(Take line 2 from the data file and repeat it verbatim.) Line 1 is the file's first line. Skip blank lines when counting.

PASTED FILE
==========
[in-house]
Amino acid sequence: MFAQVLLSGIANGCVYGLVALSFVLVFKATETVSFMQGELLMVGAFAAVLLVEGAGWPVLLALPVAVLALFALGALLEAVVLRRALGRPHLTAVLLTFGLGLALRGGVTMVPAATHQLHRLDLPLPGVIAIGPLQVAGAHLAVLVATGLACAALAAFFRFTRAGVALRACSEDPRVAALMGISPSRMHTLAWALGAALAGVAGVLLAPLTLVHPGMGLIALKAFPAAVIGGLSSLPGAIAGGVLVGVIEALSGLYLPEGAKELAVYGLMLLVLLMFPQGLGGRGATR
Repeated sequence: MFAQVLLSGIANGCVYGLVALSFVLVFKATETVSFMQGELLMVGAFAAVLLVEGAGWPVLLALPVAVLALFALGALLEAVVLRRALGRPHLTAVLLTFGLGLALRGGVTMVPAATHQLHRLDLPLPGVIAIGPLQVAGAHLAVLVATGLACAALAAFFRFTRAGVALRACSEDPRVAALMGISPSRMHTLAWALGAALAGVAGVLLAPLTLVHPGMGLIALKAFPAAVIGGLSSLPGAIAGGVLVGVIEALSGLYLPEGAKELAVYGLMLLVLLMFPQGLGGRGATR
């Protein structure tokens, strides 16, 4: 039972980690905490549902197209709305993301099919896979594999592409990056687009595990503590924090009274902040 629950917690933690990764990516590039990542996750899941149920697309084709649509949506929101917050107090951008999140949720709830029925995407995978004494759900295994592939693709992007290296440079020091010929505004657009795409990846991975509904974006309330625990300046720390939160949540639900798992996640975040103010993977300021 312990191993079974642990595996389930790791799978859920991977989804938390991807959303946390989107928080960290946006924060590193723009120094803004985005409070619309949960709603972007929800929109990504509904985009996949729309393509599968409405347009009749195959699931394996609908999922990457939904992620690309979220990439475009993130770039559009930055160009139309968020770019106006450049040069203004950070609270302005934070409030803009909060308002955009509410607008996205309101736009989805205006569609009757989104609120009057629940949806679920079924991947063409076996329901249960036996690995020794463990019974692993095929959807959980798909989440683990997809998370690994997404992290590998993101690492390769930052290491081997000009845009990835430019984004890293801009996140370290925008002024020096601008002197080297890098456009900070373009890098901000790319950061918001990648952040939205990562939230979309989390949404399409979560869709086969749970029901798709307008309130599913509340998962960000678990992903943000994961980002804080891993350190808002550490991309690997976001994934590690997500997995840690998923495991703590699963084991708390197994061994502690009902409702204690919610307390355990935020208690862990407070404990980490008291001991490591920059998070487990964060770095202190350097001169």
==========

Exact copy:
Amino acid sequence: MFAQVLLSGIANGCVYGLVALSFVLVFKATETVSFMQGELLMVGAFAAVLLVEGAGWPVLLALPVAVLALFALGALLEAVVLRRALGRPHLTAVLLTFGLGLALRGGVTMVPAATHQLHRLDLPLPGVIAIGPLQVAGAHLAVLVATGLACAALAAFFRFTRAGVALRACSEDPRVAALMGISPSRMHTLAWALGAALAGVAGVLLAPLTLVHPGMGLIALKAFPAAVIGGLSSLPGAIAGGVLVGVIEALSGLYLPEGAKELAVYGLMLLVLLMFPQGLGGRGATR